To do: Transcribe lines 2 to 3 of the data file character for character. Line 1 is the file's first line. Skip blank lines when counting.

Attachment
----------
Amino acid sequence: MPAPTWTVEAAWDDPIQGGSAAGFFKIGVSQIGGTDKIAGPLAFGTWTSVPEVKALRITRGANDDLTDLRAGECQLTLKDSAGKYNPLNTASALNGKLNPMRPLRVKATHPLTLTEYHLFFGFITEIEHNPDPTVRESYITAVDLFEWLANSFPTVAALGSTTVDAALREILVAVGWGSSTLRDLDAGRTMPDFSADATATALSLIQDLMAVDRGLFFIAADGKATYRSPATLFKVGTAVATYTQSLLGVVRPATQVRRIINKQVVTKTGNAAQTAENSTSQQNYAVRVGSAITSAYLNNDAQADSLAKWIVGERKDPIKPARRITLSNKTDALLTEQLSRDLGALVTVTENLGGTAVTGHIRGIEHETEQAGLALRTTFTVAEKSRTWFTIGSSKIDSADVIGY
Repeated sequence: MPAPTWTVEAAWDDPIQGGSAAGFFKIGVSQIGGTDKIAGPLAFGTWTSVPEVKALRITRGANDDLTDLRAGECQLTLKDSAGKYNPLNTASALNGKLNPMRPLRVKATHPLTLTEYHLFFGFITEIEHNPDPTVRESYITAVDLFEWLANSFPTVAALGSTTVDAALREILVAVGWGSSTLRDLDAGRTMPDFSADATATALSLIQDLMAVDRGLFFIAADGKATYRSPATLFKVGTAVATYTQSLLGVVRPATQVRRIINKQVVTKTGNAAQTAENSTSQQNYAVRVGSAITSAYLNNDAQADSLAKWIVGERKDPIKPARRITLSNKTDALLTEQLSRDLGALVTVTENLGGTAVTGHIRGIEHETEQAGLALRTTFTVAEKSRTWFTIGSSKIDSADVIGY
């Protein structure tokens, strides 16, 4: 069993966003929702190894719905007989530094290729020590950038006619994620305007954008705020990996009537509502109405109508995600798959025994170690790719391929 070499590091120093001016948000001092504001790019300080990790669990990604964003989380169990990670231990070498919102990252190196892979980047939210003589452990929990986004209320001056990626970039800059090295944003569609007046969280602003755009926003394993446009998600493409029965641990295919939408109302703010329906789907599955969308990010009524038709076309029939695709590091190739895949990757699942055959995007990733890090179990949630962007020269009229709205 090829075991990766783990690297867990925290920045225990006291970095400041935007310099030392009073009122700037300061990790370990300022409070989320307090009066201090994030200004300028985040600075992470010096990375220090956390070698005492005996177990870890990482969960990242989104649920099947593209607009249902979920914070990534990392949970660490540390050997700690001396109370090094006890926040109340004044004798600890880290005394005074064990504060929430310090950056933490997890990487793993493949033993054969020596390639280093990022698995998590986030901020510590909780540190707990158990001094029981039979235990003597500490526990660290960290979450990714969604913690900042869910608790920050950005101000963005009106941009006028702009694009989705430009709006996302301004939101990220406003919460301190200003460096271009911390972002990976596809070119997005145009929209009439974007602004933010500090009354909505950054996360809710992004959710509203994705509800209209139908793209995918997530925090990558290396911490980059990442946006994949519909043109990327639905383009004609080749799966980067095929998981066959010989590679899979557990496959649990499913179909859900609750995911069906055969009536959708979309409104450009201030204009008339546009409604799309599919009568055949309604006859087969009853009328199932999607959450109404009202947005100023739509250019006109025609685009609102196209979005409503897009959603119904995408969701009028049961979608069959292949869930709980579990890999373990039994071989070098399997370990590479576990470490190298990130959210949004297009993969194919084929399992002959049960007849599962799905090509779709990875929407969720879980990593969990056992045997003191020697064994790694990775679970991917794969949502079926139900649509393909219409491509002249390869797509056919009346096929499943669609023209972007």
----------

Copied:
Repeated sequence: MPAPTWTVEAAWDDPIQGGSAAGFFKIGVSQIGGTDKIAGPLAFGTWTSVPEVKALRITRGANDDLTDLRAGECQLTLKDSAGKYNPLNTASALNGKLNPMRPLRVKATHPLTLTEYHLFFGFITEIEHNPDPTVRESYITAVDLFEWLANSFPTVAALGSTTVDAALREILVAVGWGSSTLRDLDAGRTMPDFSADATATALSLIQDLMAVDRGLFFIAADGKATYRSPATLFKVGTAVATYTQSLLGVVRPATQVRRIINKQVVTKTGNAAQTAENSTSQQNYAVRVGSAITSAYLNNDAQADSLAKWIVGERKDPIKPARRITLSNKTDALLTEQLSRDLGALVTVTENLGGTAVTGHIRGIEHETEQAGLALRTTFTVAEKSRTWFTIGSSKIDSADVIGY
């Protein structure tokens, strides 16, 4: 069993966003929702190894719905007989530094290729020590950038006619994620305007954008705020990996009537509502109405109508995600798959025994170690790719391929 070499590091120093001016948000001092504001790019300080990790669990990604964003989380169990990670231990070498919102990252190196892979980047939210003589452990929990986004209320001056990626970039800059090295944003569609007046969280602003755009926003394993446009998600493409029965641990295919939408109302703010329906789907599955969308990010009524038709076309029939695709590091190739895949990757699942055959995007990733890090179990949630962007020269009229709205 090829075991990766783990690297867990925290920045225990006291970095400041935007310099030392009073009122700037300061990790370990300022409070989320307090009066201090994030200004300028985040600075992470010096990375220090956390070698005492005996177990870890990482969960990242989104649920099947593209607009249902979920914070990534990392949970660490540390050997700690001396109370090094006890926040109340004044004798600890880290005394005074064990504060929430310090950056933490997890990487793993493949033993054969020596390639280093990022698995998590986030901020510590909780540190707990158990001094029981039979235990003597500490526990660290960290979450990714969604913690900042869910608790920050950005101000963005009106941009006028702009694009989705430009709006996302301004939101990220406003919460301190200003460096271009911390972002990976596809070119997005145009929209009439974007602004933010500090009354909505950054996360809710992004959710509203994705509800209209139908793209995918997530925090990558290396911490980059990442946006994949519909043109990327639905383009004609080749799966980067095929998981066959010989590679899979557990496959649990499913179909859900609750995911069906055969009536959708979309409104450009201030204009008339546009409604799309599919009568055949309604006859087969009853009328199932999607959450109404009202947005100023739509250019006109025609685009609102196209979005409503897009959603119904995408969701009028049961979608069959292949869930709980579990890999373990039994071989070098399997370990590479576990470490190298990130959210949004297009993969194919084929399992002959049960007849599962799905090509779709990875929407969720879980990593969990056992045997003191020697064994790694990775679970991917794969949502079926139900649509393909219409491509002249390869797509056919009346096929499943669609023209972007």